Carlton Dry, Let the Game Decide Chatbot – The Commitment to Succeed

Chyme Marketing Chatbot

If you asked me what a chatbot was six months ago, I would have fumbled about, talking to my experiences with my telco provider over live chat. Yet here I am today, feeling richer and empowered from the experience I have had as the project & product manager delivering a chatbot, integrated with promotional cartons of beer, Facebook, Chyme and a third party Promotional database, supporting a national sporting event, the NRL State of Origin, one of the highest rating televised events in the Australian calendar year. A detour if I may provide some context on what we have embarked upon. State of Origin is an annual rugby league sporting contest, a best of three match series, between the states of New South Wales and Queensland, made up of the best players in the National Rugby League competition. Considered one of the greatest sporting rivalry’s, the matches are played at Melbourne’s MCG, Sydney’s ANZ Stadium and Brisbane’s Suncorp Stadium, and experience an average of 3.45 million TV viewers across the series. With such strong public support, the event is a great platform to improve brand recognition, sales uplift, and consumer reach.

The CUB brand and digital marketing teams together with their partners developed an integrated marketing campaign (IMC), called “Let the Game Decide”, supported by TV, radio and national advertising, as well as on carton promotion of the competition. The campaign provided consumers the opportunity to enter the promotion, via website or scanning the QR code on specially marked cartons of Carlton Dry, giving them an entry to the promotion using a 10 digit code inside the box. The $17 million prize pool included pizza vouchers, movie vouchers, corporate hospitality tickets and nine Holden Colorado’s. The intention was that consumers could easily enter the promotion, receiving an entry and win prizes during the game. So it was decided a Facebook messenger bot powered by Chyme, integrated to a promotional database would be the way to deliver. Effectively consumers would scan the QR code on the carton using FB messenger and then be lead through the entry process, accepting T&C’s (including the collection and use of consumers personal data), confirming DOB (and over 18), providing personal info, selecting their team in the game and receiving four moments. Moments received included “If NSW wins game 2, you’ll win a Holden Colorado”, so when the moment occurred during the game, they’d receive the prize.

While promotional bots as I’ve learned are a dime a dozen, this one differed in that its behavior was tailored throughout the promotional period, 21 May – 19 July 2018, to meet statutory regulations defining when consumers could place an entry, Facebook policies defining how and when you can engage a consumer, not to mention the requirements allowing consumers to place entries, get moments relating to a specific game, and deliver prizes to them during a game when a moment went off. Not only was this is a first of some sorts, integrating an FB chatbot with an event, so many factors were against the team, made up of AB InBev (ABI) & Carlton United Breweries (CUB), Unvired, Prime, Facebook; be it the two month solution delivery time frame, Facebook app freeze during the project, community focus on data privacy and use of personal data, technical issues impacting consumer experience or changing user journey requirements, we were all committed to what was a very clear vision for success.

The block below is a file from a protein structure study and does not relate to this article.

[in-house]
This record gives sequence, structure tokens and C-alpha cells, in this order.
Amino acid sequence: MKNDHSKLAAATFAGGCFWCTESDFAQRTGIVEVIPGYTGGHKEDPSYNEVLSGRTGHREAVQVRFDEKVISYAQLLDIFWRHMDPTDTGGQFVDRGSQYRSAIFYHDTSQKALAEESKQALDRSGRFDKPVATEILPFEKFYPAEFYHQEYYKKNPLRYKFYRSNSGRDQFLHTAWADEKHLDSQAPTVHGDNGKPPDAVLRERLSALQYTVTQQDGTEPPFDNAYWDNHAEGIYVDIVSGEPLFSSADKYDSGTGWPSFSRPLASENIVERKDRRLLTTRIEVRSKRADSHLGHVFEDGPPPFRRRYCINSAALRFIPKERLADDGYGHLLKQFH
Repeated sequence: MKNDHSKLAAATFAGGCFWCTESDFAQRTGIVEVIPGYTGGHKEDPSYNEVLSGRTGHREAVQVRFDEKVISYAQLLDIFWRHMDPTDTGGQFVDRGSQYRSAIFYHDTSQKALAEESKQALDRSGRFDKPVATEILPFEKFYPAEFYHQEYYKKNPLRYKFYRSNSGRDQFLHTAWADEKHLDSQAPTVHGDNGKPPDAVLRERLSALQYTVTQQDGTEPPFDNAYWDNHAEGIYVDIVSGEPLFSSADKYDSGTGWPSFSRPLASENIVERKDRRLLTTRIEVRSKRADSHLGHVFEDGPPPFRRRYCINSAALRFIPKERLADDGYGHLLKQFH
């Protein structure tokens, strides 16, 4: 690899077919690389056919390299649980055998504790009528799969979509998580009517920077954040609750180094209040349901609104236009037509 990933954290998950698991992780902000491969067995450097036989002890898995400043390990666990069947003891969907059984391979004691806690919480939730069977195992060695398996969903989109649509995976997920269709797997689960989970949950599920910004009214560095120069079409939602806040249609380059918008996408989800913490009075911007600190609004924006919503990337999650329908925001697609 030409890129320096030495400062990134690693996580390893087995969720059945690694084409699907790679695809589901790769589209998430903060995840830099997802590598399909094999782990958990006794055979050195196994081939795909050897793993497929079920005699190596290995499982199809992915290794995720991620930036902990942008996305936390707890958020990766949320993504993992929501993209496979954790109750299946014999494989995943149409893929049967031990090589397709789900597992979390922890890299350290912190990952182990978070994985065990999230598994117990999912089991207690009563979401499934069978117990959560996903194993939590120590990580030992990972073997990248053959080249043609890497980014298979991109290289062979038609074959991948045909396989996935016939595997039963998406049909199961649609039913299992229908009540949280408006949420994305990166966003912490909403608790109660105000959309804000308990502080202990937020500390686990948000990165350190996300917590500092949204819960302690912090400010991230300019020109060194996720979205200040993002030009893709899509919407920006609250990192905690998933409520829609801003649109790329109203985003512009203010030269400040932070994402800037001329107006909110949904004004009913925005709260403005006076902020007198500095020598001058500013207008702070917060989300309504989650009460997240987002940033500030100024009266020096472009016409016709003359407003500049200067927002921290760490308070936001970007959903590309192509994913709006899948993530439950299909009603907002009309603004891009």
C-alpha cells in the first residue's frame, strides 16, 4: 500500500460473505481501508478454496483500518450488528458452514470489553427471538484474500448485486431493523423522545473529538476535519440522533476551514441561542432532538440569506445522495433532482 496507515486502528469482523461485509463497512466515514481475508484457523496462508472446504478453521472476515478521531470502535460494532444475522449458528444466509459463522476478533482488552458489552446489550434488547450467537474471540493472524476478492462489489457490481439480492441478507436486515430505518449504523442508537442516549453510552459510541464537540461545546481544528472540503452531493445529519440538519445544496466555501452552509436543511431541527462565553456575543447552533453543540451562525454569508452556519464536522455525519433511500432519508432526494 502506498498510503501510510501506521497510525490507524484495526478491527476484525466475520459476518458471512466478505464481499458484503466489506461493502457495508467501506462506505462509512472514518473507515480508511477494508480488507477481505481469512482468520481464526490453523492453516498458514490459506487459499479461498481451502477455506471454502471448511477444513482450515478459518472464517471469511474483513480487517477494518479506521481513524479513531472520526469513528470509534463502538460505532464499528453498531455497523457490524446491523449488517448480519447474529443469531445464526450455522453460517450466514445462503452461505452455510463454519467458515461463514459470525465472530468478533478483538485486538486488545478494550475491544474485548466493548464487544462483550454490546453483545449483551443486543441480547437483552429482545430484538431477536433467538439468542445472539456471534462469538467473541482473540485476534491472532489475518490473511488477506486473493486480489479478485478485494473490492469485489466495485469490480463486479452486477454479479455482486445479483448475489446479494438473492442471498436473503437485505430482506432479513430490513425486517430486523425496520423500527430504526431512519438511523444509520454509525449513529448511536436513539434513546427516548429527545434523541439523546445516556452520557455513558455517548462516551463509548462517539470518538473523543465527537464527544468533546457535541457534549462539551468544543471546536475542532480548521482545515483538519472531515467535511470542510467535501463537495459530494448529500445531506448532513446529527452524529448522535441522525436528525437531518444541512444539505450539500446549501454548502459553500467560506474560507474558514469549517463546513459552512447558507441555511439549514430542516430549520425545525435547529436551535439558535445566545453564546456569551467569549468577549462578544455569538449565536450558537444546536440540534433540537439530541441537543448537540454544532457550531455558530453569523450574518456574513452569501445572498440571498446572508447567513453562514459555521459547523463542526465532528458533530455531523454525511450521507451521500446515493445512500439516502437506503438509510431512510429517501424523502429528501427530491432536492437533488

The technical challenges were vast, with performance peaking prior to and during the game, with up to 8,000 concurrent users engaging with the bot during this time, requiring the infrastructure and the Chyme platform needing to scale up to support this. Throughout the promotion, we scaled the solution, including infrastructure and the Chyme platform to avoid performance degradation. Further to this, we needed to understand if consumers experienced performance degradation, so with the Unvired teams support implemented real-time monitoring and alerting across the user journey.

What made this a success, in the end, were the individuals and teams commitment and dedication to make it happen. In the end, the results speak for themselves, 70,000 entries (43,000 via bot) and over 40,000 prizes delivered (41,000 via bot). Some learnings I’ve taken out of this:

  1. Develop trust and accountability in the people around you and for the skills they bring and let them do what they do best.
  2. Have a clear plan, with clear milestones and responsibilities for activities, but ensure you are flexible and adjust to ways others work best.
  3. Establish a clear sense of success for the outcome you want and dive towards it, making it clear to all what it looks like and measure it along the way.

Author:

Delivery & QA Manager at ABI

 

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